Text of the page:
Longing

I long for something,

Without knowing what.

I long for somewhere,

without knowing where.

 

I long for change,

For that next adventure…

I’m restless and bored,

Ready to start somewhere new.

 

And yet I long to settle,

To put down roots.

To call some place home

And know it’s my own.

 

But where is that illusive home?

That place where I belong,

Where I am neither other

Nor outsider?

 

I am homesick,

But I don’t know for where…

For which country, which place,

Which home?

 

My heart aches,

Without knowing for what.

It longs for something

That I cannot define.

 

Such is the path

Of my third culture kid journey:

Sometimes confusing, often contradictory…

And forever longing.

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Book Review – Between Worlds: Essays on Culture and Belonging

Between WorldsBetween Worlds: Essays on Culture and Belonging by Marilyn R. Gardner

When I found out that Marilyn was going to publish a book, I knew it would be great and I was impatient to read it. I first read Marilyn’s writing on her blog, Communicating Across Boundaries, and I was immediately captured by her words. Her writing is always so honest, vulnerable, insightful and eloquent. Her book is no different.

Although I received Marilyn’s book a while ago (courtesy of the author herself – thank you!), I’ve taken a while to get through it and write this review. It wasn’t because the book is heavy reading or takes a while to get through, but rather because I didn’t want it to end. I wanted to savor what I was reading and have the time to reflect upon it.

Reading Between Worlds is like having a conversation with a TCK best friend. You may have lived in different countries and experienced different things but ultimately you understand each other to the deepest core. You can skip the small talk and trying to explain your background and just get right into the nitty-gritty things. The things that matter, that affected you, that shaped you. The way growing up between worlds is both blessing and curse, beautiful and heart-breaking…But that no matter how tough it can be you would do it all again.

Marilyn covers all that and so much more in this first (and hopefully not last!) book. She has divided her essays into seven topics that most, if not all, TCKs have dealt with: home, identity, belonging, airports, grief and loss, culture clash, and goodbyes. Through these topics we get a glimpse into Marilyn’s world growing up as a TCK and then struggling to adjust as an ATCK, especially upon returning to her passport country. But this isn’t a chronological book outlining each aspect of her life growing up, and I love that. It’s a collection of touching, heart-warming, humorous, gut wrenching essays about defining moments, memories or events. Her descriptions are so vivid and the details so precise that we can almost see, smell and hear everything. We can picture the Chai Shop, smell the curry, hear the raindrops on the tin roof and the call to prayer. We can also feel her sorrow, her intense joy and all the myriad of emotions that come with living between worlds.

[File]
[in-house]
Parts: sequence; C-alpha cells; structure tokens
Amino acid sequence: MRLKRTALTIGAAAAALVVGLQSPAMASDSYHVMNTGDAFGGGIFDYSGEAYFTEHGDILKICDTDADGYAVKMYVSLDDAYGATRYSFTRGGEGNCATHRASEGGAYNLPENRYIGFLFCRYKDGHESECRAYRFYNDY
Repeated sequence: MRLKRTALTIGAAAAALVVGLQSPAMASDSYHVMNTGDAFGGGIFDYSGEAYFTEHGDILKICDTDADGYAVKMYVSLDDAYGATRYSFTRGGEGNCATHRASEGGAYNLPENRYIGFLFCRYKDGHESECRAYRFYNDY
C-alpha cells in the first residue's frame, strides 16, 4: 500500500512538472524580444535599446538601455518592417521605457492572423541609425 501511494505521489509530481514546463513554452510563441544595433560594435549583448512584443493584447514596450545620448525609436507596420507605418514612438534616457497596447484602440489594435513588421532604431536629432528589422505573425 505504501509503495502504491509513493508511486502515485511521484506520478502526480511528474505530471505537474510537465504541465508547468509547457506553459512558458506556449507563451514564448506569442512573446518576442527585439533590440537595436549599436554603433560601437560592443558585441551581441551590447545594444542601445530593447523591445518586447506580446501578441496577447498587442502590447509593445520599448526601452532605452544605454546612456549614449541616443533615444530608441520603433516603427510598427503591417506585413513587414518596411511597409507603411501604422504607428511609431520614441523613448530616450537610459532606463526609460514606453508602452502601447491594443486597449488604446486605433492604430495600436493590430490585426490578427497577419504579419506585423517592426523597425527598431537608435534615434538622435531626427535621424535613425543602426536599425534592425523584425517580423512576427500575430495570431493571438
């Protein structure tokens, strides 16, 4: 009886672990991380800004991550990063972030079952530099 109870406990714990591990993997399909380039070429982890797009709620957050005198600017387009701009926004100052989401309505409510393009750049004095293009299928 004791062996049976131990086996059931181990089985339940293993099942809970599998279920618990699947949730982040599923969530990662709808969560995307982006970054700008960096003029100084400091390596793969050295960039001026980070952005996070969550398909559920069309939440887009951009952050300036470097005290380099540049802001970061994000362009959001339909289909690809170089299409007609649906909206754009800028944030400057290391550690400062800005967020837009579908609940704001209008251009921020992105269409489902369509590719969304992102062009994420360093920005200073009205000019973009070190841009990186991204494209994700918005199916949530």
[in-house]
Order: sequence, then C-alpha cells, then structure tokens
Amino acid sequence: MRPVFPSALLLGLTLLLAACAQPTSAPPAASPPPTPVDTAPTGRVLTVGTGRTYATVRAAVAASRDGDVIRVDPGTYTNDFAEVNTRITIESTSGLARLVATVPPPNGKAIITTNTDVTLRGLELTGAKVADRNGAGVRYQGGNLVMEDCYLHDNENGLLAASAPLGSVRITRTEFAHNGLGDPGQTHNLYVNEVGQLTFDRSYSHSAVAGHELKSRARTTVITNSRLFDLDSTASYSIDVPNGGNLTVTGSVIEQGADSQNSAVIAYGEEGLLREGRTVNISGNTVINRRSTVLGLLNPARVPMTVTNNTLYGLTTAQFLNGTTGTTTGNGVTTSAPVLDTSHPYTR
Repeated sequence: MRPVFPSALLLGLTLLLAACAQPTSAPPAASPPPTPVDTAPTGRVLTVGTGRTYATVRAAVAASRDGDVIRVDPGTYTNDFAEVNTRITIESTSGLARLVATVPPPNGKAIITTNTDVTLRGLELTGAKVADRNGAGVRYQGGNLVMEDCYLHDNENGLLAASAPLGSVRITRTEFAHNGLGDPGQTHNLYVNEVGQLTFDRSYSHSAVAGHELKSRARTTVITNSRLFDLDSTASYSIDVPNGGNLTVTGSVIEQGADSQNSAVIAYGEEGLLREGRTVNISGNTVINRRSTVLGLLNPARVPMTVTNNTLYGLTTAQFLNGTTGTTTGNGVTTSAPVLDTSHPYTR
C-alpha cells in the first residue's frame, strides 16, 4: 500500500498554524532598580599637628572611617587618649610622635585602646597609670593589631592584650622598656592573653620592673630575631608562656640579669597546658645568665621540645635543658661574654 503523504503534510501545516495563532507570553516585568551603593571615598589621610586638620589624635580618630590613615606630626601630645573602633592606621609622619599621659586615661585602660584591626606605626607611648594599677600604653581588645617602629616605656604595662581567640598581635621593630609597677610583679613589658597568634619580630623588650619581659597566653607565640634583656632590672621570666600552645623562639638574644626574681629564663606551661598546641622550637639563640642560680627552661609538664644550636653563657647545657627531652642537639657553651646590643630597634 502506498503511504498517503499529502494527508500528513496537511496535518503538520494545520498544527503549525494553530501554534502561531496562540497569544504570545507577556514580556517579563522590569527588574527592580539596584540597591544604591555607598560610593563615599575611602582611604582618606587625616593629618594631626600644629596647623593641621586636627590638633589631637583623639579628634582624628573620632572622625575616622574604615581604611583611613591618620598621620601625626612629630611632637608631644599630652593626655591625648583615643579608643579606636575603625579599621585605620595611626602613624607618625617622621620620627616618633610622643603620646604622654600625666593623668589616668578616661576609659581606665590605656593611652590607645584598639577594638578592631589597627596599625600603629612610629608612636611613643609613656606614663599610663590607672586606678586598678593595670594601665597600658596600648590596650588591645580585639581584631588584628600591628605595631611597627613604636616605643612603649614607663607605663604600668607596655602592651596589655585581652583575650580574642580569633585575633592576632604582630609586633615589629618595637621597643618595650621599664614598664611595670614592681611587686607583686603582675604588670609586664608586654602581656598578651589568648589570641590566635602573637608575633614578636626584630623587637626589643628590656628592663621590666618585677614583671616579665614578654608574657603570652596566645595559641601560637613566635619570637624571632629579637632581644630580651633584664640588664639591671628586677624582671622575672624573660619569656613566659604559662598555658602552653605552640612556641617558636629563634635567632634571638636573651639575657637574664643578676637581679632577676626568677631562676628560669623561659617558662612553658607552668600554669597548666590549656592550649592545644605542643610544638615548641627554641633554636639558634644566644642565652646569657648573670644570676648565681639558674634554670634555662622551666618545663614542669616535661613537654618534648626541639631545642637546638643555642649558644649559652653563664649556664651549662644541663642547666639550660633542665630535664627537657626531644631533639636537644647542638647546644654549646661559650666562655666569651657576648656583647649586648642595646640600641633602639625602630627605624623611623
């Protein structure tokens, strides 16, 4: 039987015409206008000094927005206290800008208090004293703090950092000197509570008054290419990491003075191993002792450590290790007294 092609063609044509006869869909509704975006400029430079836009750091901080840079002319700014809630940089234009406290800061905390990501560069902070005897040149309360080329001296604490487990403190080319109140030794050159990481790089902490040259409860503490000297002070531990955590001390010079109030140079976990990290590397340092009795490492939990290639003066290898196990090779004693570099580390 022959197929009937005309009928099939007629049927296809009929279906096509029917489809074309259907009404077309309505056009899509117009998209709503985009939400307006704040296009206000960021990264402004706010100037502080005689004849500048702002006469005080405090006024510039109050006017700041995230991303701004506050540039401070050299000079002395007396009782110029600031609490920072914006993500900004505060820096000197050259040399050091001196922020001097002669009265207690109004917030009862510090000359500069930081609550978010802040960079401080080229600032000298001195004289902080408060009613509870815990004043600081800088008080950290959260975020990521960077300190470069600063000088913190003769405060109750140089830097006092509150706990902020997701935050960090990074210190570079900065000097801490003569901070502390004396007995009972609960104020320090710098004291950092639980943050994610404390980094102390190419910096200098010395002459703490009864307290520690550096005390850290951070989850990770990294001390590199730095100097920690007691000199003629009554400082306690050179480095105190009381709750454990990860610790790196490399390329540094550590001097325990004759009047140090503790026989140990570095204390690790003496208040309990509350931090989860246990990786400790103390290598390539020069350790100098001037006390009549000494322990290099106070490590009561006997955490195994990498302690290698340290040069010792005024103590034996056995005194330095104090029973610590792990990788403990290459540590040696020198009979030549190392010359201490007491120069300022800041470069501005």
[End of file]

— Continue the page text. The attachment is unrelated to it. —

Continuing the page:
On a very personal level, I connected deeply with many things Marilyn wrote. We are so very different in our TCK experiences – I have never lived in Pakistan, but lived in 7 different countries around the world; I grew up as a ‘corporate’ TCK, not an MK; we are of different generations…But none of that matters. I had already noticed how little it mattered when reading her blog posts as I often felt that she was writing my own thoughts and feelings. Reading Between Worlds was the same. She could have been expressing my own joys, fears and struggles. I felt understood and comforted. And I know I will be re-reading her book time and time again.

For those of you who haven’t read Between Worlds yet, please do. You won’t regret it. Everyone can find something to relate to, whether TCK or not. To tempt you and give you a taste of Marilyn’s beautiful writing, here are some of my favorite quotes. I could have included many, many more, but I hope that this selection will push you to read her wonderful book.


“Every good story has a conflict. Never being fully part of any world is ours. This is what makes our stories and memories rich and worth hearing. We live between worlds, sometimes comfortable in one, sometimes in the other, but only truly comfortable in the space between. This is our conflict and the heart of our story.” (p. 29) 

“My passport was my grown-up teddy bear. Its expiration was an identity theft of sorts, arousing a host of feelings for which I was unprepared. I was swept away in a tsunami of soul tears, tears that come from such a deep place that you do not think you can survive them. And in those soul tears, I made up my mind that no matter what, I would not let my passport expire again. […] It was a crucial part of the complexity of my journey of identity.” (p. 58)

“Third culture kid envy is one of the consequences of being designed for travel. It is what I feel when my feet are trapped on the ground for too long while I watch others travel.” (p. 73)